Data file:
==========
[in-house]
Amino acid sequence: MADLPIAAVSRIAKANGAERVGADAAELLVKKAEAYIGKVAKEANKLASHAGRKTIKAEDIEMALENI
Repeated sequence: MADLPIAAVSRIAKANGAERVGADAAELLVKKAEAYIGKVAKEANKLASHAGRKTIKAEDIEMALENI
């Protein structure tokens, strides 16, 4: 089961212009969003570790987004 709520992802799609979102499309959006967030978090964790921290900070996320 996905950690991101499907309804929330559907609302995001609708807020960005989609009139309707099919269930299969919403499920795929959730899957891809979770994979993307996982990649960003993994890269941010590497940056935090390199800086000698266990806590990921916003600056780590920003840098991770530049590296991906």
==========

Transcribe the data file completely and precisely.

[in-house]
Amino acid sequence: MADLPIAAVSRIAKANGAERVGADAAELLVKKAEAYIGKVAKEANKLASHAGRKTIKAEDIEMALENI
Repeated sequence: MADLPIAAVSRIAKANGAERVGADAAELLVKKAEAYIGKVAKEANKLASHAGRKTIKAEDIEMALENI
């Protein structure tokens, strides 16, 4: 089961212009969003570790987004 709520992802799609979102499309959006967030978090964790921290900070996320 996905950690991101499907309804929330559907609302995001609708807020960005989609009139309707099919269930299969919403499920795929959730899957891809979770994979993307996982990649960003993994890269941010590497940056935090390199800086000698266990806590990921916003600056780590920003840098991770530049590296991906």